Biggest Loser season 14 features teenaged participants — Bingo, Sunny, and Lindsay — for the first time ever. Rather than participate as the regular contestants — who live on the ranch and face weekly weigh-ins and the threat of being eliminated from the show — the kids will appear on the program under special circumstances; all will continue to live at home and will focus less so on weight loss per say, and more on changing their diet and lifestyle and acquiring healthier habits, incorporating exercise and physical activity, all under the supervision of coaches and a pediatrician. They will not face the scrutiny of the scale and be subject to weigh-ins nor will they be eliminated.
Meanwhile are are some details on the teenagers, along with video interviews below.
Noah “Bingo” Gray, age 13 and is from Carroll County, Maryland. He tells his story in this interview video, which you can see below. He shares his hopes and aspirations, among which to inspire others with his participation.
You can also see his audition video for the show here and see him at home with his parents, who are also struggling with their weight. He says his motivation to lose weight is to enable him to be better at playing sports; baseball in particular is his passion.
Sanjana “Sunny” Chandrasekar is 16 years old and lives in Rochester, New York. Lindsay Bravo, age 13, is from Fillmore, California. Both are interviewed in the video below. In addition to getting help for themselves, they both share a similar aspiration as fellow participant, Bingo, to help and inspire others.
You can learn more about each teenager via the official Web site — here — which gives biography details and a profile of each, along with photos and more video.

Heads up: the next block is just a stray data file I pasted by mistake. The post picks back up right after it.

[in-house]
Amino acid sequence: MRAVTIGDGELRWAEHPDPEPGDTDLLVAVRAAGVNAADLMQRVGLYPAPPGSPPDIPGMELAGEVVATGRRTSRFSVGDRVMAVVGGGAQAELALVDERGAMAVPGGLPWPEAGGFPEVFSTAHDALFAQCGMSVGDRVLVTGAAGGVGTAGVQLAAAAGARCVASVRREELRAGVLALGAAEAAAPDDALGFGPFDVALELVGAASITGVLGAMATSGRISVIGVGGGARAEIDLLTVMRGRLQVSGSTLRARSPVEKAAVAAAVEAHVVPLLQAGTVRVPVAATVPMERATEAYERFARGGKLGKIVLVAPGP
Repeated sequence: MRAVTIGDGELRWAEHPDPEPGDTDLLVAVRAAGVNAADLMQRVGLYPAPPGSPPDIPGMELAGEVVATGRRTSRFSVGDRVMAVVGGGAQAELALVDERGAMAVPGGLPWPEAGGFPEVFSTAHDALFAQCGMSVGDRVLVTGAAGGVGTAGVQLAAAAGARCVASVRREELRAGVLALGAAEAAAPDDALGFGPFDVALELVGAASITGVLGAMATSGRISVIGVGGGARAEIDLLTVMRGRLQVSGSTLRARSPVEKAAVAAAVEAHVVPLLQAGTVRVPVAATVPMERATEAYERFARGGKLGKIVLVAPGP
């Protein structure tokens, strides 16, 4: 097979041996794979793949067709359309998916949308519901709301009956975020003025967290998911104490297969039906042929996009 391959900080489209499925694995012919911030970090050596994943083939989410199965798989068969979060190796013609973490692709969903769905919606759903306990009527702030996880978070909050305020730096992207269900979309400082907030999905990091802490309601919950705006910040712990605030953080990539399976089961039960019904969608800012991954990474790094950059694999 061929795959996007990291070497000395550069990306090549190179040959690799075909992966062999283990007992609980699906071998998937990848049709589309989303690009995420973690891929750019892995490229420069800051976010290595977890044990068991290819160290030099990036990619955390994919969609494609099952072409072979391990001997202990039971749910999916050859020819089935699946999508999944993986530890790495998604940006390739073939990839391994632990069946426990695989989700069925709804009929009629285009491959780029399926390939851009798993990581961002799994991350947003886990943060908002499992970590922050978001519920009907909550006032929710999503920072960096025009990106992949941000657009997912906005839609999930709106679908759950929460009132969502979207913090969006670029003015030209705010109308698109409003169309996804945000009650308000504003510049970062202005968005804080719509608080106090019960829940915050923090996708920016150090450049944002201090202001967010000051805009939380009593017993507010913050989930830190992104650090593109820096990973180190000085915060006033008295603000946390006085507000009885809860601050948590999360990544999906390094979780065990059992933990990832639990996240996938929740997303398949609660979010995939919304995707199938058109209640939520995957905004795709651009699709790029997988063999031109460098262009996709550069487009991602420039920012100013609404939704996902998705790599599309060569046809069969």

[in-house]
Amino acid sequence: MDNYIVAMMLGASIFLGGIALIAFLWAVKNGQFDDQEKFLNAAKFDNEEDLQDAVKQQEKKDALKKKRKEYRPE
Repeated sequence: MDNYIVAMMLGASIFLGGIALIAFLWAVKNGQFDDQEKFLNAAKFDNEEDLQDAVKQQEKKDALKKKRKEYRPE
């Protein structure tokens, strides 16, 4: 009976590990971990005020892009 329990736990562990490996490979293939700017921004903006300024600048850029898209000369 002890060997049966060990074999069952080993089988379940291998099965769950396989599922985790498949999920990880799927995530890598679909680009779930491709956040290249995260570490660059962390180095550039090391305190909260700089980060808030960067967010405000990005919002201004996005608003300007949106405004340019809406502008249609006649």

You can also see a preview video below featuring returning trainer Jillian Michaels who speaks with the teens about their experiences being bullied. As you may know, Jillian Michaels makes her highly anticipated return to the show after a two-season hiatus. She speaks candidly — and emotionally — about her own experience being bullied as a child in the years when she was overweight and far different from the highly fit and focused trainer we have seen throughout the years on the show. As such she gives encouragement and support to the teens who are surprised by her life story with which, sadly, they can all too readily relate to.
While the program attempts to bring in the teens in a sensitive matter and, in a way, puts faces and life stories to the “childhood obesity epidemic” we hear so much about, it is not without controversy. The Biggest Loser host, Alison Sweeney appeared recently on the Today Show to discuss this; you can see the video here.
Having faced bullying myself as a teen for being overweight, I think I would find encouragement knowing I wasn’t alone. And the argument can be made that these three — Bingo, Sunny and Lindsay — certainly have more support than most bullied teens who do wind up feeling, as I know I did, quite alone and isolated and, ultimately ashamed.
Let us know what you think. Are you in favor of teens participating in The Biggest Loser under these circumstances?
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